Dover Street Markets stock both Comme lines and third-party lines. Do you approach the stores differently from the Comme des Garçons boutiques because of this?
Not really. Everyone, including CDG, has to adhere to the rules. Negotiating terms with Comme des Garçons is somewhat easier, but only marginally so!
There have been many complaints of late about the increasingly corporate nature of fashion. In some ways, Comme des Garçons stands apart from this as an independent outsider; and yet at the same time, Comme is brand with representation worldwide and several labels under its umbrella. How do you see the company in relation to the corporate fashion system?
The huge difference is that Comme des Garçons is free and independent, and that the eye of only one person, Rei Kawakubo, oversees everything. Despite our ever-growing international footprint, creativity comes first and business second.
In a recent interview, Kawakubo was quoted as saying that the emphasis on business and profits, rather than on pure creative expression, in fashion today is "weakening the power of creation. This is the worst of situations." Is there any corrective to this?
Using the word corrective implies that the situation needs remedying. I don't believe RK necessarily meant there needs to be a solution. Fashion is cyclical, like everything else, and I suppose as people tire of the overflowing of frenetic fast fashion, the morass of mundane mass-market products, and the same luxury brands lined up on every high street, things might change for a while, and then change again. I think people feel already that fashion is suddenly in a strange, uncomfortable, and uninteresting place, and one would hope that the "power of creation" will become strong again in time as a result.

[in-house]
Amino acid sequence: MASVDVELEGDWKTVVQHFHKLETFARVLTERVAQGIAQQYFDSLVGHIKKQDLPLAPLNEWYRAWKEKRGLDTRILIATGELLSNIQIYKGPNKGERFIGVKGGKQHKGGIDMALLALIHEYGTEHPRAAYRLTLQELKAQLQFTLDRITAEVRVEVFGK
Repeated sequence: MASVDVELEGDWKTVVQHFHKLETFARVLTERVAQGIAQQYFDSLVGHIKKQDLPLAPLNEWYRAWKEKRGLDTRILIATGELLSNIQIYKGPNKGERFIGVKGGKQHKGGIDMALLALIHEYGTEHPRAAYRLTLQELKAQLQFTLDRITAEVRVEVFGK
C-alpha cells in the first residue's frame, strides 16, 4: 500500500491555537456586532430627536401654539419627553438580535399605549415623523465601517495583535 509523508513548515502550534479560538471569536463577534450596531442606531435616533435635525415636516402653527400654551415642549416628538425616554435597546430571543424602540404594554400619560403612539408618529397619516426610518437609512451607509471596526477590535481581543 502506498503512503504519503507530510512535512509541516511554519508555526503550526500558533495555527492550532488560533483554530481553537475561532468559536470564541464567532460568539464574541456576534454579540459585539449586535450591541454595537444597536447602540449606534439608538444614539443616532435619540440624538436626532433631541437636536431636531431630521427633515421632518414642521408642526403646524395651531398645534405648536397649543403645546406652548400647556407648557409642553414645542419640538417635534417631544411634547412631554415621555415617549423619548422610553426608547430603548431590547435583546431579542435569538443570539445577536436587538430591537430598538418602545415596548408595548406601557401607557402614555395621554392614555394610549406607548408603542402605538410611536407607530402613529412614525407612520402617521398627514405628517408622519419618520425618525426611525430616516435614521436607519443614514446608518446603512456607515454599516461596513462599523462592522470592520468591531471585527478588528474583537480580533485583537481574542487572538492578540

Rei Kawakubo has also spoken in interviews about the need to create something completely new in her designs. And yet this is, in some way, at odds with the work of branding, marketing, and selling a line—especially over the course of decades—where brand recognition, consistency, and comprehensibility are virtues. Is it difficult to negotiate the constant reinvention of Comme des Garçons with the need to create stability in the brand, from a business perspective?
I don't think it is at odds. Even though RK always seeks to create something completely new in her main collection, I believe people recognize always the spirit of Comme des Garçons inherent in the clothes. This is the beautiful paradox of our company, if I may say so. And then creative expression across the rest of the company can be found in every aspect of what we do—be it in marketing, merchandising, making new brands, retail strategies, printed matter, shop design, etc. All that is overseen by RK, and therein lies the secret of stability and consistency amidst constantly new creation and reinvention.
You are in the somewhat unusual position of having a hand in both the designer's world and the retailer's. What's seen on most fashion runways tends to be theater; what's seen at retail is about sales, one of the reasons why much of what's seen on many runways doesn't go into commercial production. But this isn't, I don't think, true of Comme. Given that CDG shows (and collections) are famously challenging on the runway, is it a challenge to translate the runway collection into retail sales without compromising it?